Book Review: The Screwtape Letters by C.S. Lewis (4/5)

23 Dec

One of my really good friends from college recommended this to me back in August. During my crunch to finish my book goal, I grabbed it as an audiobook on my phone and listened to it while I made Christmas cookies. Jealous yet?

Cover Image from Goodreads.com

Cover Image from Goodreads.com

The Screwtape Letters by C.S. Lewis

C.S. Lewis is remembered most for the Chronicles of Narnia though he is sometimes called the greatest Christian writer of the modern era. This was my first endeavor into his Christian writings. The book is structured as a series of letters from Screwtape, a senior demon, to his nephew Wormwood. Wormwood has been assigned to his first ‘patient’ and acts as a tempter, trying to turn the patient toward an afterlife in Hell. Wormwood falls into many pitfalls along the way and Screwtape has to advise him as to what is most likely to corrupt a Christian man whose friends are all strong Christians and who’s truly in love with woman he’s seeing. I now know that there are an unlimited number of ways to trip up such a man.

The patient lives in England during World War II. As to his identity, we get very small hints to his intellect, social class, and preferences from the suggestions Screwtape offers for undermining the patient’s soul. Wormwood is constantly missing opportunities that Screwtape chastises him for, reminding his nephew that the consequences for not turning the man to ‘their father’ (the Devil) are very severe and painful and that he would do well to apply himself more firmly.

I really enjoyed this book. Lewis was able to point out so many potentially condemning existences that many Christians tend to over-look or make excuses for in everyday life. He would point out the different ways that one can be a glutton or the ways in which intelligence can corrupt a person to believe that they are better or entitled to things.

I think that there are many people who are Christians who believe that because they are, their souls are saved. Lewis is responding to this group of Christians and telling them that despite what they can say about their love of God, there are innumerable ways for the Devil to insert himself into their lives and tempt them into an eternity in hell. To be truly saved, we have to live the lives that God wants for us and listen to his commandments and will. Screwtape describes those who are in God’s hands as ‘untouchable,’ that the tempters are not able to get near them because they are surrounded by the Holy Spirit. This is the state Lewis is advising us all to reach.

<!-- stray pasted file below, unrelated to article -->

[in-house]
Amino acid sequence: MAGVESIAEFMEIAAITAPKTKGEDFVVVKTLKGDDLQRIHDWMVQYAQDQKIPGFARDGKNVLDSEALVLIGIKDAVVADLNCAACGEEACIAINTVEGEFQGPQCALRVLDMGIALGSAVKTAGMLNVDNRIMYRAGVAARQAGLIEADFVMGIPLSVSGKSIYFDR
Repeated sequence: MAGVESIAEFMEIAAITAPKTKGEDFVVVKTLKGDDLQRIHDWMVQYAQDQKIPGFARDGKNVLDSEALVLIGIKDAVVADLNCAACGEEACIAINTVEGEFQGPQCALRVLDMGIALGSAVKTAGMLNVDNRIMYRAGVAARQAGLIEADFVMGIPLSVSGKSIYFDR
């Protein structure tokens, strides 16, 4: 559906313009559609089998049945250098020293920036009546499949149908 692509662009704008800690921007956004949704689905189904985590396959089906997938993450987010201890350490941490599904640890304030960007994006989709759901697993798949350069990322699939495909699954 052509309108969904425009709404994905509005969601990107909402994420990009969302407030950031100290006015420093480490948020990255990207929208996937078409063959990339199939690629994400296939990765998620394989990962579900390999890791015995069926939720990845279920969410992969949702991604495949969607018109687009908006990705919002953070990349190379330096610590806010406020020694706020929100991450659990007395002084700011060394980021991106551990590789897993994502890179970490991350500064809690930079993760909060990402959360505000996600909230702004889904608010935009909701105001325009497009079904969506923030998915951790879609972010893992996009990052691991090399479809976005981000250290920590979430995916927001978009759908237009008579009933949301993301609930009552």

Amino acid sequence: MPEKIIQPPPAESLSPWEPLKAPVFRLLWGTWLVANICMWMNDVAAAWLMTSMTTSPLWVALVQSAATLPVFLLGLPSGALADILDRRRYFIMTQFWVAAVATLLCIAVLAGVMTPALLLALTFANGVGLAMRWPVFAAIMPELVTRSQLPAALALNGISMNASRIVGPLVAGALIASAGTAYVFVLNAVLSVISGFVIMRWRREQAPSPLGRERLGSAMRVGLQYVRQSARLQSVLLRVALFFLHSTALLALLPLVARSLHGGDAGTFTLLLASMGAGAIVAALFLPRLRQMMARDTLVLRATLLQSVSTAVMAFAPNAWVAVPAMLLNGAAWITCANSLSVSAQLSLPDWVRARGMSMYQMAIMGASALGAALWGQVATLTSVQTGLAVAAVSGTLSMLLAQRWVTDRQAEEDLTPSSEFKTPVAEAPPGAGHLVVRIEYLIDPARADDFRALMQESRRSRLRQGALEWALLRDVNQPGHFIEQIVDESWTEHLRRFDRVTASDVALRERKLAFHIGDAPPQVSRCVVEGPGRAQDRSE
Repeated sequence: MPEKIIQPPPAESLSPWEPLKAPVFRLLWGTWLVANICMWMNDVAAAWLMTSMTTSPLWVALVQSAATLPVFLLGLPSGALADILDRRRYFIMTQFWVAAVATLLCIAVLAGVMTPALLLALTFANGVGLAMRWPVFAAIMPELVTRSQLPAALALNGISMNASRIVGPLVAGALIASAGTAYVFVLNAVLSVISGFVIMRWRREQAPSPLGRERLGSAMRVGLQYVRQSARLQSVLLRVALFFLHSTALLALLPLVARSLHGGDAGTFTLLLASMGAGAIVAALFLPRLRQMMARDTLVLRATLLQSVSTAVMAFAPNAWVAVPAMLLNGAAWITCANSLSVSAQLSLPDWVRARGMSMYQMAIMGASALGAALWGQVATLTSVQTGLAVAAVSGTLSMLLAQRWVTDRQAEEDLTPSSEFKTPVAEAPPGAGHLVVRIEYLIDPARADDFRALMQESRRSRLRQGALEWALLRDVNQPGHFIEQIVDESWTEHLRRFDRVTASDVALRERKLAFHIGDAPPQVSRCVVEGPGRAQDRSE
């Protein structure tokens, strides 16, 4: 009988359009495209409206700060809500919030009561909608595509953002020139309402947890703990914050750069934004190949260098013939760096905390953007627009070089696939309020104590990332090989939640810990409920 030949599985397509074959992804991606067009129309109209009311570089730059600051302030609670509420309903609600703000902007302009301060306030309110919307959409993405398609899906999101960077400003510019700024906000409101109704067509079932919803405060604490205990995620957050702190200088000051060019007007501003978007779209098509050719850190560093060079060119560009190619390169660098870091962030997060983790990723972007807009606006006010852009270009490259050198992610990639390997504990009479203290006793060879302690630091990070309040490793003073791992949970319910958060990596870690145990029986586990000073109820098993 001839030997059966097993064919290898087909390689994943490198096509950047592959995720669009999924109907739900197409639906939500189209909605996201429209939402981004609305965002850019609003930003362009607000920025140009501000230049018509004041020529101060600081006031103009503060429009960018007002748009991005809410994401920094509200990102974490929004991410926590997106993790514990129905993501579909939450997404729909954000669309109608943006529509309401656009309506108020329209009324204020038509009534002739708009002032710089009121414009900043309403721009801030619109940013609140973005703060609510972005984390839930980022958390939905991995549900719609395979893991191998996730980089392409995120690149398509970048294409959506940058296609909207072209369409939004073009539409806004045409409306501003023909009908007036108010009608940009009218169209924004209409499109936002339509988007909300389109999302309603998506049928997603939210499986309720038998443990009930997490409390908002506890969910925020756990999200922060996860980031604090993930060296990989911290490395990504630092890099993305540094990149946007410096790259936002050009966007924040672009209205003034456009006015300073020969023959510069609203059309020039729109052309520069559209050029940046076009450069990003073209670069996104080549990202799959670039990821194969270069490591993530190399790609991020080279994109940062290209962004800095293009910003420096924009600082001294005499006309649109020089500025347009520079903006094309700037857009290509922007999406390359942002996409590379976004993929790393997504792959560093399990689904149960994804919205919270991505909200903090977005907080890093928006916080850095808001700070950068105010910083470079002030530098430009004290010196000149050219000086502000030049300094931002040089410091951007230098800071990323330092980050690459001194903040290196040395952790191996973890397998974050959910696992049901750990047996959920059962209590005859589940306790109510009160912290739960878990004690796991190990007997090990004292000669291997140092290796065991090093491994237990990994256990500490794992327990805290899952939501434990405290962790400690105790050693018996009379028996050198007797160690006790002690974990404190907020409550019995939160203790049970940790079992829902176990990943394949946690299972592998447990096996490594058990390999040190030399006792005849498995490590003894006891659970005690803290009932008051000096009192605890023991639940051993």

It’s easy to imagine that this book doesn’t sit well with some people. I’ve met a lot of people who unfortunately have the life philosophy of ‘Do as I say, not as I do.’ These are people who say they’re solid Christians but at the slightest provocation will indulge in one of the seven deadly sins or turn their back on a neighbor in his time of need. This book calls those people out by using a man similar to them as an example. The patient doesn’t realize he is flawed and thinks of himself as virtuous. Screwtape points out the temptations in his life, the ways that he is only millimeters from damnation at every step. He gives Wormwood hundreds of ways to bring the patient to the Devil but, on his own virtue, the patient is saved.

This book made me think of a novel I read way back in high school, The Wish List by Eoin Colfer. The main character dies suddenly and is stuck in purgatory, being neither good enough for Heaven nor bad enough for Hell. She has to go back to Earth and is given a second chance to make up for the wrong she’s done and prove she deserves a spot in Heaven. I feel that Colfer’s book is a juvenile edition of Lewis’s work as the same message is told inside a fictional tale.

Writer’s Takeaway: Similar to my message about The Martian Chronicles, I liked that Lewis was delivering a message without hitting the reader over the head with it. If one chose to turn off the religious lens, this book is still worth the read. He found a way to write about religion without writing a strictly religious text. During my 2-Hit Google search, I found that some people call this book a satire and I’m semi-inclined to agree. It had a similar feeling to A Modest Proposal which was one of my favorites in British Literature.

Inspiring, eye-opening and engaging. 4 out of 5 stars.

Until next time, write on.

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